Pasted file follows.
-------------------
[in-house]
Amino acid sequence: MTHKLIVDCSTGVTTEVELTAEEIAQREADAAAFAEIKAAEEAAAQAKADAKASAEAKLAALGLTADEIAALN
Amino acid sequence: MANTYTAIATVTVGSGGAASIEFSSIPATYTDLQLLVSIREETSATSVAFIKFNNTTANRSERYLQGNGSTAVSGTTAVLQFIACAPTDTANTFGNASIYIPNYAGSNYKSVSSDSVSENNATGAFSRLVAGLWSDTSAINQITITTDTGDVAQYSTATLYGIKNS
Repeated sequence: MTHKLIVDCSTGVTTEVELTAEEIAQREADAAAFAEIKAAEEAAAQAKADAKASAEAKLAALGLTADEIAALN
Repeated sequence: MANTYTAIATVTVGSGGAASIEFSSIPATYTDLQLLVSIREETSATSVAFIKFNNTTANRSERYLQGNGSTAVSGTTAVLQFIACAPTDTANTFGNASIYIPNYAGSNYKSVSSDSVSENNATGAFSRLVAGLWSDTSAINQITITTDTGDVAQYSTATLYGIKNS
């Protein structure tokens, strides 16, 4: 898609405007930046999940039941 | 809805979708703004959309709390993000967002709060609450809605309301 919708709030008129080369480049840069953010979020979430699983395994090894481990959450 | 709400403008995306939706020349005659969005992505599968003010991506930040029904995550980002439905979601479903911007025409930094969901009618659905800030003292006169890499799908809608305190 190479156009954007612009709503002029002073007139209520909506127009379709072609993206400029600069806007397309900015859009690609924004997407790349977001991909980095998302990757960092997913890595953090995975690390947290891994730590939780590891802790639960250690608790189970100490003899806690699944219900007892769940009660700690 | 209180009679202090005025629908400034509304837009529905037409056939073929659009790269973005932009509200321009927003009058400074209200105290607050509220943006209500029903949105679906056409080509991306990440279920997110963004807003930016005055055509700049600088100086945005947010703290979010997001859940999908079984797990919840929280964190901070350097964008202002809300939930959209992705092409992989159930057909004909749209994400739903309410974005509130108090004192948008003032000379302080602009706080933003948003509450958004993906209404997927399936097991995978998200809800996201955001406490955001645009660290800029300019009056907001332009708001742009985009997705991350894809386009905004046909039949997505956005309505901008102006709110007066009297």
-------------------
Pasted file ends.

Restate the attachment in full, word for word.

[in-house]
Amino acid sequence: MTHKLIVDCSTGVTTEVELTAEEIAQREADAAAFAEIKAAEEAAAQAKADAKASAEAKLAALGLTADEIAALN
Amino acid sequence: MANTYTAIATVTVGSGGAASIEFSSIPATYTDLQLLVSIREETSATSVAFIKFNNTTANRSERYLQGNGSTAVSGTTAVLQFIACAPTDTANTFGNASIYIPNYAGSNYKSVSSDSVSENNATGAFSRLVAGLWSDTSAINQITITTDTGDVAQYSTATLYGIKNS
Repeated sequence: MTHKLIVDCSTGVTTEVELTAEEIAQREADAAAFAEIKAAEEAAAQAKADAKASAEAKLAALGLTADEIAALN
Repeated sequence: MANTYTAIATVTVGSGGAASIEFSSIPATYTDLQLLVSIREETSATSVAFIKFNNTTANRSERYLQGNGSTAVSGTTAVLQFIACAPTDTANTFGNASIYIPNYAGSNYKSVSSDSVSENNATGAFSRLVAGLWSDTSAINQITITTDTGDVAQYSTATLYGIKNS
């Protein structure tokens, strides 16, 4: 898609405007930046999940039941 | 809805979708703004959309709390993000967002709060609450809605309301 919708709030008129080369480049840069953010979020979430699983395994090894481990959450 | 709400403008995306939706020349005659969005992505599968003010991506930040029904995550980002439905979601479903911007025409930094969901009618659905800030003292006169890499799908809608305190 190479156009954007612009709503002029002073007139209520909506127009379709072609993206400029600069806007397309900015859009690609924004997407790349977001991909980095998302990757960092997913890595953090995975690390947290891994730590939780590891802790639960250690608790189970100490003899806690699944219900007892769940009660700690 | 209180009679202090005025629908400034509304837009529905037409056939073929659009790269973005932009509200321009927003009058400074209200105290607050509220943006209500029903949105679906056409080509991306990440279920997110963004807003930016005055055509700049600088100086945005947010703290979010997001859940999908079984797990919840929280964190901070350097964008202002809300939930959209992705092409992989159930057909004909749209994400739903309410974005509130108090004192948008003032000379302080602009706080933003948003509450958004993906209404997927399936097991995978998200809800996201955001406490955001645009660290800029300019009056907001332009708001742009985009997705991350894809386009905004046909039949997505956005309505901008102006709110007066009297």